I started my collegiate career with a terminally ill father at home and roommates that were more interested in freedom than education. I was enrolled in a bachelor’s program that was definitely not a fit for my talents. Regardless of these issues, I moved forward. Even after burying my father and switching degrees twice, I managed to graduate on time. I didn’t set any academic records during my time at the University of Kentucky, but I did discover a technical field where my passions aligned with the curriculum.
I was ready for what the world had to offer me. To my surprise, I was not instantly employed in a well-paying job with a company car and fringe benefits. After a rash of serving jobs and a yearlong stint as a directory assistance operator, an opportunity presented itself and I was interested. The company was 3rd Dimension Design, a local multi-media startup looking for creative talent. I applied, got the job, and after a year I became a partner with the business.
For the first few years I was solely graphic design, but over time I learned HTML, CSS and PHP. I used these skills for client websites, web applications and deliverables. Over time our projects grew along with our client base. By 2006, 3rd Dimension Design had 10 employees and a large-scale social network project as our main focus. During this time, I focused on project management, the inner workings of web systems, and information architecture. Even though that time of my life was very hectic, I learned who I was, what I was capable of, and what I wanted to do.
By 2007, we concluded our social networking project and my company scaled down and back. We started focusing on local business offerings. Soon after, one of my partners left to pursue other endeavors in real estate and I took over 3rd Dimension Designs’ business operations. I spent most of my days trying to grow the business while maintaining past clients.
In the fall of 2008, I was approached to teach a graphic design course at ITT-Technical Institute. My collegiate experience had left me with a bittersweet taste, so I was very hesitant about the opportunity. I had worked so hard since graduation to develop my skill set, and attributed very little to my undergraduate degree. I was pessimistic towards institutional learning and higher education.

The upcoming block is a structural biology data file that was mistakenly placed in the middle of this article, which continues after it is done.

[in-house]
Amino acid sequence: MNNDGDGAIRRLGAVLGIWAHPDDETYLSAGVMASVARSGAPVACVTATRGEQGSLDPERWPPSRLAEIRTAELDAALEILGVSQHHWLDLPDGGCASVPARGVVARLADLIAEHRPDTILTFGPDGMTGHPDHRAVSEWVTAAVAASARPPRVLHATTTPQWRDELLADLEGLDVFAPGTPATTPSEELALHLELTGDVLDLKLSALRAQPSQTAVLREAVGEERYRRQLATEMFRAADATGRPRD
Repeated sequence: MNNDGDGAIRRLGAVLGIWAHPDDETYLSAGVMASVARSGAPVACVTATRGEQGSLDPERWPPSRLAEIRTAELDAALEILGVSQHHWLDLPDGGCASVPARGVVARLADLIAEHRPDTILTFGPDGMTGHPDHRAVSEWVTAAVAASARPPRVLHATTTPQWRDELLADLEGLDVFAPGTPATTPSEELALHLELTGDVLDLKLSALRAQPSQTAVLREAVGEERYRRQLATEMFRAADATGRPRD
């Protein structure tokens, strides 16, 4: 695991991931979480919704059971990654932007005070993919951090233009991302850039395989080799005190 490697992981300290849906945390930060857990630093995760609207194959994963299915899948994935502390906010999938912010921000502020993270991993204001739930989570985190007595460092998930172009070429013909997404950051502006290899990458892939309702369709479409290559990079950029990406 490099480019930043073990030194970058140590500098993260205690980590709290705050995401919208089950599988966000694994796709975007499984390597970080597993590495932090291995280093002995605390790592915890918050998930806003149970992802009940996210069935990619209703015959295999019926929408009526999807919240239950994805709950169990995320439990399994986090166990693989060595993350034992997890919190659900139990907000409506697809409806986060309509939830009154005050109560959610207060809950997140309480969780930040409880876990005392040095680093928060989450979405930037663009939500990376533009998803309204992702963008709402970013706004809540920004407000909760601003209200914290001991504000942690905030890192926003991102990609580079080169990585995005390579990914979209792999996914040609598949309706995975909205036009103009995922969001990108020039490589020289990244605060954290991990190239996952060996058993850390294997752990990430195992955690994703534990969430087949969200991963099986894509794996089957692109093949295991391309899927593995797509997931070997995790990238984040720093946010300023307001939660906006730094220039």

Despite my reservations, I accepted the adjunct position and fell in love with teaching. I started out thinking that talent and passion were the only things that really mattered in the real world. After teaching, I realized that students can learn and an education can be an asset.
January 2013 marked a new chapter in my development and career. I began working for Kentucky Community and Technical College System’s Marketing and PR department as a front-end web developer. I immediately faced several hurdles associated with working for such a large institution. I am exposed to new programming languages, unfamiliar architecture, and new project workflows. I now develop more and design less and I find myself wanting to know more about computer programming.
That brings us to today and a simple question, “Why?” Why do I want to start graduate school now? I have a few reasons. First, I would like a formal education in computer science. I’ve learned plenty about scripting and languages over the years, but I would really like a formal approach to computer science. Not only will it help me with my present job, but it is also an invaluable skill I will be able to use and grow for years. Second, a graduate degree will open more teaching opportunities. The program I taught at ITT is now closed and a graduate degree will separate me from the competition if I decide to teach again in the future. Third, I am at a place in my life where I can appreciate the value of an education and will savor the opportunity to grow as a programmer. I am applying to the Master’s Program for Computer Science as a web developer with a plan. I am ready to learn what I can offer to the world.